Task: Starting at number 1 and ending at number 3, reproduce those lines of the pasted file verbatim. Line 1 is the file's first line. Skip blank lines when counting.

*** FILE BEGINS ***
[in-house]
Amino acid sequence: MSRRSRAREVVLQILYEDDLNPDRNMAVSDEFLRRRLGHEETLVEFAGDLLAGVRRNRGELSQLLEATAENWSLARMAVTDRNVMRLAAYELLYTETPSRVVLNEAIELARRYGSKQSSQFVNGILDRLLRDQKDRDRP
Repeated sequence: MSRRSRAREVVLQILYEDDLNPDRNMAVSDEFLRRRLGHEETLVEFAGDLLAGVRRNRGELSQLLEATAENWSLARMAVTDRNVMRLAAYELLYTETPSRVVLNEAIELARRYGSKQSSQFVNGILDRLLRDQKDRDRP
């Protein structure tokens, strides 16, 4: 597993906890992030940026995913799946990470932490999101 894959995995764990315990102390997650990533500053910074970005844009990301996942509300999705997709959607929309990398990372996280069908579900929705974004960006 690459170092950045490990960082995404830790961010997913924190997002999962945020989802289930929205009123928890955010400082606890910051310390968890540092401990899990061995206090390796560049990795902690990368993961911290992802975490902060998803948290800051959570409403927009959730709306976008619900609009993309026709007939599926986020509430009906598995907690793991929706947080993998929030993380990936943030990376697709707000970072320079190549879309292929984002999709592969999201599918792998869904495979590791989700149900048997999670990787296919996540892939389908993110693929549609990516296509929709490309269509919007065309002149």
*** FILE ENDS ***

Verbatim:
[in-house]
Amino acid sequence: MSRRSRAREVVLQILYEDDLNPDRNMAVSDEFLRRRLGHEETLVEFAGDLLAGVRRNRGELSQLLEATAENWSLARMAVTDRNVMRLAAYELLYTETPSRVVLNEAIELARRYGSKQSSQFVNGILDRLLRDQKDRDRP
Repeated sequence: MSRRSRAREVVLQILYEDDLNPDRNMAVSDEFLRRRLGHEETLVEFAGDLLAGVRRNRGELSQLLEATAENWSLARMAVTDRNVMRLAAYELLYTETPSRVVLNEAIELARRYGSKQSSQFVNGILDRLLRDQKDRDRP